Details about this bizarre case are still limited. However, it has been confirmed that the 18-year-old has been charged with public drunkenness, underage drinking and child endangerment after the events of Aug. 26. Police were conducting a saturation patrol of the neighborhood in conjunction with federal authorities when they found a woman sitting in a car in front of a bar with the accused woman's child. 

Appeals court rules cellphone warrant unconstitutionally broad

The U.S. Court of Appeals for the District of Columbia Circuit just ruled that a warrant to search a man's residence for his cellphone or other electronic devices was too broad to be constitutional. This places a firm limitation on so-called "fishing expeditions" by law enforcement.

The D.C. Circuit's opinions aren't officially the law in Pennsylvania, but the court is considered highly influential. For one, it is a common place presidents go to consider potential Supreme Court appointees, which means the opinions of these judges may someday hold sway nationwide. For another thing, the D.C. Circuit holds jurisdiction over much of what federal agencies do.

New law gives hope to those saddled with old convictions

Your drunk driving arrest seems like another lifetime ago, but the consequences continue to haunt you. Maybe you had to switch your college major or drop out altogether because of the institution's code of conduct. Maybe the conviction precluded you from continuing on the employment track you had planned. You may have missed many opportunities in the past decade because of that one mistake.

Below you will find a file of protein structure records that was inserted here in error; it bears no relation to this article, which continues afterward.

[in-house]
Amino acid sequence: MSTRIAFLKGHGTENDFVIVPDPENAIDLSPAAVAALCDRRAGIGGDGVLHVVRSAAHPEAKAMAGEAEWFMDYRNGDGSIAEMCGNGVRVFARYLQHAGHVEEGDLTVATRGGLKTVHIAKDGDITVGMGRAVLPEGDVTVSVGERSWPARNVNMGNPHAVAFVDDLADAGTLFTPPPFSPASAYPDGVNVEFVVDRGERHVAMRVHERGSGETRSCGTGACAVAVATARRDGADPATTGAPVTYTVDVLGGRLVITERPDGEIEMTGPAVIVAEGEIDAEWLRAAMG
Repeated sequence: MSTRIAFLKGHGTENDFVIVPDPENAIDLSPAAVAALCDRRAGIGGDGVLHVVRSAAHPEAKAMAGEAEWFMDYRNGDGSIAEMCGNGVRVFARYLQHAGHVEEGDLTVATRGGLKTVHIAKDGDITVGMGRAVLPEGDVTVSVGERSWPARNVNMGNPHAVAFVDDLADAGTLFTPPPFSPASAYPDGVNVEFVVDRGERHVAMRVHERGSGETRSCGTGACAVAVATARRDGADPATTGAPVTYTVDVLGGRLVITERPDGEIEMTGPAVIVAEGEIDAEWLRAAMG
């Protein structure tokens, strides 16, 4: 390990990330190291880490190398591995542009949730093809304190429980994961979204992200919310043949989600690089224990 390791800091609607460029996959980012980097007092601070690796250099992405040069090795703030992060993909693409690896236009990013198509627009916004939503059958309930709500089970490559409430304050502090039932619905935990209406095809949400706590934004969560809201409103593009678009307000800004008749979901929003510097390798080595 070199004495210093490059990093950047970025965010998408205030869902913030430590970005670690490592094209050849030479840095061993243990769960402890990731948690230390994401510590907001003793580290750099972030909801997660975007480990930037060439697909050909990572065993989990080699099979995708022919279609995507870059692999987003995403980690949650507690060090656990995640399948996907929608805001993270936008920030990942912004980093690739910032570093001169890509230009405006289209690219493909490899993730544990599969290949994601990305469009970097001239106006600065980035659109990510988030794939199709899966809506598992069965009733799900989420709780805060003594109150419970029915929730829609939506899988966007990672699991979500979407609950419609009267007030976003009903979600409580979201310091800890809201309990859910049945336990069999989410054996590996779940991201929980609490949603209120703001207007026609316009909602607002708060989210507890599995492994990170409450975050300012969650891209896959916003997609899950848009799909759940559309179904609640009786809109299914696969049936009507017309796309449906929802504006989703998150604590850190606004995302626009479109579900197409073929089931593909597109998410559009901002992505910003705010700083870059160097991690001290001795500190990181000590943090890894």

Fortunately, Pennsylvania has passed a new law providing hope for you and thousands of others who suffer similar consequences from convictions for minor crimes like DUI and shoplifting. Under certain circumstances, you can petition to have your conviction hidden from your public record.

Should first-time offenders worry about a DUI in Pennsylvania?

A drunk driving arrest is scary, especially for someone who has never been in trouble with the law or gotten a DUI before. If it is your first drunk driving offense, you may be confused as to what you are up against, but you would be wise to take your situation seriously. There are serious penalties associated with a conviction for a first-time DUI.

If you are facing drunk driving charges, you have the right to defend yourself, no matter what is in your criminal history. A guilty plea or conviction is never your only option, and you would be wise not to face your current situation without the help of an experienced Pennsylvania defense attorney.

What not to do if pulled over in Pennsylvania

It's a Friday night; you have been out with your friends. You know that there is alcohol on your breath and are driving slowly but steadily, staying in your lane.

You see the police lights flashing, signaling for you to pull over. And, it doesn't even surprise you. You are a straight A student, you never do anything wrong. 'Straight-laced', your friends call you. It just makes sense that the one time that you misbehave you get caught.

Wait! Don't plead guilty to that traffic violation ...

Know the consequences before you pay the ticket 

An officer issues a citation or summons for a traffic violation. Most people are inclined to pay the fine and "be done with it." Only it's not the end of the story. Pleading guilty to a traffic offense could lead to license suspension and other problems.

Before you pay the fine or head to court, you need to clearly understand the consequences. Talk to a lawyer who can explain those consequences and your options for fighting the ticket or negotiating a more favorable outcome.